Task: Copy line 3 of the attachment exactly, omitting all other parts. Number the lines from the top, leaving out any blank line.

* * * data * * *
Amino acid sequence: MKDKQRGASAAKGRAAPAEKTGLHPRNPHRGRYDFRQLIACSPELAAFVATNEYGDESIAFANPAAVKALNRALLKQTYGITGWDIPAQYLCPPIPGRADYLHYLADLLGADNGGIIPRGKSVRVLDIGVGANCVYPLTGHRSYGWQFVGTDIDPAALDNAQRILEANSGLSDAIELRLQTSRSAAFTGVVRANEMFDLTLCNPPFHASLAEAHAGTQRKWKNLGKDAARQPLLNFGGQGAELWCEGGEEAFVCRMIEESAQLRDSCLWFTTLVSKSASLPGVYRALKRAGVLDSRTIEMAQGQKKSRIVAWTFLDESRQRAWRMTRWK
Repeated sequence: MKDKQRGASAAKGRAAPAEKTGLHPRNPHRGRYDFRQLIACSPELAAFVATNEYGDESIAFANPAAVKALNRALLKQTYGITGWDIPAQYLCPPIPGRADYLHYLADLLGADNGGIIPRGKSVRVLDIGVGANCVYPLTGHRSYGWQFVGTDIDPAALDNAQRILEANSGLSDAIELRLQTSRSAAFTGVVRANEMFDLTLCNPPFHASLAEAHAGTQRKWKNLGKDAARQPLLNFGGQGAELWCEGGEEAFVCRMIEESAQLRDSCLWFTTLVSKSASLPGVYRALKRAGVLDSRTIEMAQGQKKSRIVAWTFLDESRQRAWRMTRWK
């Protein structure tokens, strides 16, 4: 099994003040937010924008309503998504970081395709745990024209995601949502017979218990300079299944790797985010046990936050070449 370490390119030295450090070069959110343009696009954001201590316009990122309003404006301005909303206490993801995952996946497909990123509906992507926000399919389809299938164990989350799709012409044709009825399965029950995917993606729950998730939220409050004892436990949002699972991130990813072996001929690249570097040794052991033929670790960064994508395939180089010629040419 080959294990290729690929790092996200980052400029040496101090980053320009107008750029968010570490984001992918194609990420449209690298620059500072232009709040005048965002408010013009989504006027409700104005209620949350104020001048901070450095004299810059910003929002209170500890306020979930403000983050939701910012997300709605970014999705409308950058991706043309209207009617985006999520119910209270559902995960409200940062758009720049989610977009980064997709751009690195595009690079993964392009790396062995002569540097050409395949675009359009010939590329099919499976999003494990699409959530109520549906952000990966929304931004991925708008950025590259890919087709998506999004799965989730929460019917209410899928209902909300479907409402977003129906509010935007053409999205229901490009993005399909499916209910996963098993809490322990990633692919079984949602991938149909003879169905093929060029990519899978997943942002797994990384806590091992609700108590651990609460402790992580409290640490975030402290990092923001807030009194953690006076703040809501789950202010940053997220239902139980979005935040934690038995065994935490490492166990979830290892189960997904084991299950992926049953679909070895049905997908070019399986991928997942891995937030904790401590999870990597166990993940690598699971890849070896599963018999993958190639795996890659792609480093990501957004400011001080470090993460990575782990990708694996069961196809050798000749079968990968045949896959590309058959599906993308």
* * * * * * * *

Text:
């Protein structure tokens, strides 16, 4: 099994003040937010924008309503998504970081395709745990024209995601949502017979218990300079299944790797985010046990936050070449 370490390119030295450090070069959110343009696009954001201590316009990122309003404006301005909303206490993801995952996946497909990123509906992507926000399919389809299938164990989350799709012409044709009825399965029950995917993606729950998730939220409050004892436990949002699972991130990813072996001929690249570097040794052991033929670790960064994508395939180089010629040419 080959294990290729690929790092996200980052400029040496101090980053320009107008750029968010570490984001992918194609990420449209690298620059500072232009709040005048965002408010013009989504006027409700104005209620949350104020001048901070450095004299810059910003929002209170500890306020979930403000983050939701910012997300709605970014999705409308950058991706043309209207009617985006999520119910209270559902995960409200940062758009720049989610977009980064997709751009690195595009690079993964392009790396062995002569540097050409395949675009359009010939590329099919499976999003494990699409959530109520549906952000990966929304931004991925708008950025590259890919087709998506999004799965989730929460019917209410899928209902909300479907409402977003129906509010935007053409999205229901490009993005399909499916209910996963098993809490322990990633692919079984949602991938149909003879169905093929060029990519899978997943942002797994990384806590091992609700108590651990609460402790992580409290640490975030402290990092923001807030009194953690006076703040809501789950202010940053997220239902139980979005935040934690038995065994935490490492166990979830290892189960997904084991299950992926049953679909070895049905997908070019399986991928997942891995937030904790401590999870990597166990993940690598699971890849070896599963018999993958190639795996890659792609480093990501957004400011001080470090993460990575782990990708694996069961196809050798000749079968990968045949896959590309058959599906993308």